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Friday, January 7, 2011

The Helium-3 Shortage: Supply, Demand, and Options for Congress

Dana A. Shea
Specialist in Science and Technology Policy

Daniel Morgan
Specialist in Science and Technology Policy

The world is experiencing a shortage of helium-3, a rare isotope of helium with applications in homeland security, national security, medicine, industry, and science. For many years the supply of helium-3 from the nuclear weapons program outstripped the demand for helium-3. The demand was small enough that a substantial stockpile of helium-3 accumulated. After the terrorist attacks of September 11, 2001, the federal government began deploying neutron detectors at the U.S. border to help secure the nation against smuggled nuclear and radiological material. The deployment of this equipment created new demand for helium-3. Use of the polarized helium-3 medical imaging technique also increased. As a result, the size of the stockpile shrank. After several years of demand exceeding supply, a call for large quantities of helium-3 spurred federal officials to realize that insufficient helium-3 was available to meet the likely future demand.

Policymakers now face a number of challenging decisions. In the short term, these decisions are mainly about how to allocate a scarce resource in the face of competing priorities: science versus security, the private sector versus the public sector, and national needs versus international obligations. Applications with unique needs may pose particular challenges. For example, some types of cryogenic research can only be accomplished using helium-3, whereas in medical imaging and neutron detection, helium 3 has advantages but also alternatives. In the longer term, policymakers also face choices about how or whether to increase helium-3 supply or reduce helium-3 demand and about possible alternative mechanisms for allocating supply. It seems likely that a combination of policy approaches will be necessary.

In addition to the nuclear weapons program, potential sources of helium-3 include tritium produced as a byproduct in commercial heavy-water nuclear reactors; extraction of naturally occurring helium-3 from natural gas or the atmosphere; and production of either tritium or helium-3 using particle accelerators. Until recently, the ready supply of helium-3 from the nuclear weapons program meant that these alternative sources were not considered economic. With the current shortage, this perception may change.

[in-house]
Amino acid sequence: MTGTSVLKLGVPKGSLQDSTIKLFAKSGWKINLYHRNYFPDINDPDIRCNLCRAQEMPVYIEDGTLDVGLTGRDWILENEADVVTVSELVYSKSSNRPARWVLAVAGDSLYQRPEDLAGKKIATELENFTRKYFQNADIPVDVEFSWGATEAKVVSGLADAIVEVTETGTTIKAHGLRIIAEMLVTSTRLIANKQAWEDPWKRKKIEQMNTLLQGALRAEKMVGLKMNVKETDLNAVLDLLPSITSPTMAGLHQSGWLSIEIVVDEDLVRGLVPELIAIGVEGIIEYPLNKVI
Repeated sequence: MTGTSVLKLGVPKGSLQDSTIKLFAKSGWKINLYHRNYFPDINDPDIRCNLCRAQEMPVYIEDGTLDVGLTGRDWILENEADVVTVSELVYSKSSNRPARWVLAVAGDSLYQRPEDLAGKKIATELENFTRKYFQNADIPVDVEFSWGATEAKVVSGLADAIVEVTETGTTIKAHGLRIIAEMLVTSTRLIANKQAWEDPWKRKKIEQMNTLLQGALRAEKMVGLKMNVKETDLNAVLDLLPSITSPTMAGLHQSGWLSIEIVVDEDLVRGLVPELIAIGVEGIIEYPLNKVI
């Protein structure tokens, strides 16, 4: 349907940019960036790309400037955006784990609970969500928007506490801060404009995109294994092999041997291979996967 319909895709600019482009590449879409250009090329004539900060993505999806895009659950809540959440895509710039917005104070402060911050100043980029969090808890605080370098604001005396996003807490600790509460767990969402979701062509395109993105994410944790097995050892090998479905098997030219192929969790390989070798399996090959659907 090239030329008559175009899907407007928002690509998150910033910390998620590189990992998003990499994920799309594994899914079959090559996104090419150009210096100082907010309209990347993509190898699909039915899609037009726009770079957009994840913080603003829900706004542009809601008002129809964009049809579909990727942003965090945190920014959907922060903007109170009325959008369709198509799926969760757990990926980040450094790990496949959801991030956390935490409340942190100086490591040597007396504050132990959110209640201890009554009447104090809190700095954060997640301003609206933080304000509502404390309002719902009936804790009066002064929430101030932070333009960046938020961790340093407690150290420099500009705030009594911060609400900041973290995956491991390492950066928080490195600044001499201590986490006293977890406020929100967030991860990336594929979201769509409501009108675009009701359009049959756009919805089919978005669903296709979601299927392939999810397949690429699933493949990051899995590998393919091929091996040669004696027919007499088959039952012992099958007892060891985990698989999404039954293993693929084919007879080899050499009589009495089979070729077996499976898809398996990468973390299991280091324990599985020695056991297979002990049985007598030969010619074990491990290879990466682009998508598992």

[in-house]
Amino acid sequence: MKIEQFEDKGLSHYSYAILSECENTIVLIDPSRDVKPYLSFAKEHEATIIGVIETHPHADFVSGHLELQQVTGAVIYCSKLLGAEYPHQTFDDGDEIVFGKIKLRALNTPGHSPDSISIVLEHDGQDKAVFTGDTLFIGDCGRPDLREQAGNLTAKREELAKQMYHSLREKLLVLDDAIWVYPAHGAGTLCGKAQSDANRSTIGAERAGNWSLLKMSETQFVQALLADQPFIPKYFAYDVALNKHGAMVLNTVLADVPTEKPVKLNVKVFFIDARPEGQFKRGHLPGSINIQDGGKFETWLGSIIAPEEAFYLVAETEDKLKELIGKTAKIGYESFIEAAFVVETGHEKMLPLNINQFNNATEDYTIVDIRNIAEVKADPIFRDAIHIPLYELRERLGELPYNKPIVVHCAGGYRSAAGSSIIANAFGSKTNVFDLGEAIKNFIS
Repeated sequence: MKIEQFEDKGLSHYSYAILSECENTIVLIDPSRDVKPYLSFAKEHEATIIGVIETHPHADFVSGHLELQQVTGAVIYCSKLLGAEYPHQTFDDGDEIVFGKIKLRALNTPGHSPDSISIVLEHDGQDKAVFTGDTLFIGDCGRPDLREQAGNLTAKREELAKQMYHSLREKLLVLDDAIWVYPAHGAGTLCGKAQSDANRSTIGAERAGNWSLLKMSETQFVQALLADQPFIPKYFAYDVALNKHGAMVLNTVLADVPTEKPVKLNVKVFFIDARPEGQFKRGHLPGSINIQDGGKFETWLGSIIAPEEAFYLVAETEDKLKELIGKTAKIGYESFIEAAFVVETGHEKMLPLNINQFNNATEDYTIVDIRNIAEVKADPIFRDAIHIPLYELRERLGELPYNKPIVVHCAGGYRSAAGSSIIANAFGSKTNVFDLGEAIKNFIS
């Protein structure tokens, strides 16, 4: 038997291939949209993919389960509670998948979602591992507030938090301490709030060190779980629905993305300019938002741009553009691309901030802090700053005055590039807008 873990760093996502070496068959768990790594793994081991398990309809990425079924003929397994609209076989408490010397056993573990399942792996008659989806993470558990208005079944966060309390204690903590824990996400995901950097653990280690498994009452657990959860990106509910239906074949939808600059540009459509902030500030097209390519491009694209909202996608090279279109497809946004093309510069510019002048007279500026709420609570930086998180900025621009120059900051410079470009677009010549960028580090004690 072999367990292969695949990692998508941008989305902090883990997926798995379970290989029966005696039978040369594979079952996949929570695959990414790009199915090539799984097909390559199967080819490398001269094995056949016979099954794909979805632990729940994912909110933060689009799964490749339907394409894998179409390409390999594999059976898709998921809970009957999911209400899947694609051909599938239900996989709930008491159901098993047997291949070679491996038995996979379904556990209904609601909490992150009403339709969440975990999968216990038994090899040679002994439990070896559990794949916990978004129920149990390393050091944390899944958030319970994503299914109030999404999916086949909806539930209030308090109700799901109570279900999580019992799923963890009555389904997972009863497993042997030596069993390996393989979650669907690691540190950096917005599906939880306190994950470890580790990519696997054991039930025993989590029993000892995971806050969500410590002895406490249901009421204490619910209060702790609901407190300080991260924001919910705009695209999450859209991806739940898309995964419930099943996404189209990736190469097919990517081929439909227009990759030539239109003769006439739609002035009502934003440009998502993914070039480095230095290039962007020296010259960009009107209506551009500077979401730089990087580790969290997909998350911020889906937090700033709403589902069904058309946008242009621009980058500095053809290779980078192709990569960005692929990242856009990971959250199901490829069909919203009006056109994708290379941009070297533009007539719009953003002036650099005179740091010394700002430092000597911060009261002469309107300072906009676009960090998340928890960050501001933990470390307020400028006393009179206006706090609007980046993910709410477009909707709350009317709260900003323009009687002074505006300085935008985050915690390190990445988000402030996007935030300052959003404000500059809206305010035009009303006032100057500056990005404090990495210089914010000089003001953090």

The federal response to the helium-3 shortage began only after the shortage had occurred. Policy was established first by an ad-hoc interagency group formed by the Departments of Energy (DOE), Homeland Security (DHS), and Defense (DOD), and then by an interagency committee established by the National Security Staff. The committee developed a rationing scheme for allocating the available helium-3. Some federal and private-sector users received no allocation or an amount less than they had planned. Several federal agencies are investigating alternative sources of helium-3 and ways to reduce the demand.

Congress is just beginning to grapple with the helium-3 problem. In April 2010, Congress held its first hearing whose main subject was helium-3. So far, congressional attention appears to be focused on oversight of the current situation, how it arose, and the processes currently in place for addressing it. In future hearings and legislation, Congress may address additional issues, such as increasing the helium-3 supply, reducing demand, or changing how supply is allocated.

This report discusses the nature of the shortage; federal actions undertaken so far to address it; current and potential sources of helium-3 and options for increasing the supply; current and projected uses of helium-3 and options for reducing the demand; and options for allocating the supply if it continues to fall short of the demand.

Date of Report: December 22, 2010
Number of Pages: 31
Order Number: R41419
Price: $29.95

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